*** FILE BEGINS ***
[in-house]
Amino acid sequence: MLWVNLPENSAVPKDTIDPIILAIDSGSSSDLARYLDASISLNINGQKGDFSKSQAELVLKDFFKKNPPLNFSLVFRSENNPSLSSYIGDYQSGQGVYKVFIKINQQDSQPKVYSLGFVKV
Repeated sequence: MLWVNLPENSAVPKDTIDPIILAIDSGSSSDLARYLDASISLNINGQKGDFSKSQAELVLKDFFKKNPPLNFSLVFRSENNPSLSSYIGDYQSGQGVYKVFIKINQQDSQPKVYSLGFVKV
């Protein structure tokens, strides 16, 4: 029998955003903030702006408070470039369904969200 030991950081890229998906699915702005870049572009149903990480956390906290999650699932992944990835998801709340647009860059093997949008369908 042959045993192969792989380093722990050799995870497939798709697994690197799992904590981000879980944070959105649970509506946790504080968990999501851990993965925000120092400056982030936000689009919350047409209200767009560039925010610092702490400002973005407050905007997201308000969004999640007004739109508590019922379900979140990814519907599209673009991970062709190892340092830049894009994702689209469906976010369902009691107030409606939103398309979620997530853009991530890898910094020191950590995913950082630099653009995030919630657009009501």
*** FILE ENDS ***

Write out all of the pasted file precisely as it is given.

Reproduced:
[in-house]
Amino acid sequence: MLWVNLPENSAVPKDTIDPIILAIDSGSSSDLARYLDASISLNINGQKGDFSKSQAELVLKDFFKKNPPLNFSLVFRSENNPSLSSYIGDYQSGQGVYKVFIKINQQDSQPKVYSLGFVKV
Repeated sequence: MLWVNLPENSAVPKDTIDPIILAIDSGSSSDLARYLDASISLNINGQKGDFSKSQAELVLKDFFKKNPPLNFSLVFRSENNPSLSSYIGDYQSGQGVYKVFIKINQQDSQPKVYSLGFVKV
């Protein structure tokens, strides 16, 4: 029998955003903030702006408070470039369904969200 030991950081890229998906699915702005870049572009149903990480956390906290999650699932992944990835998801709340647009860059093997949008369908 042959045993192969792989380093722990050799995870497939798709697994690197799992904590981000879980944070959105649970509506946790504080968990999501851990993965925000120092400056982030936000689009919350047409209200767009560039925010610092702490400002973005407050905007997201308000969004999640007004739109508590019922379900979140990814519907599209673009991970062709190892340092830049894009994702689209469906976010369902009691107030409606939103398309979620997530853009991530890898910094020191950590995913950082630099653009995030919630657009009501």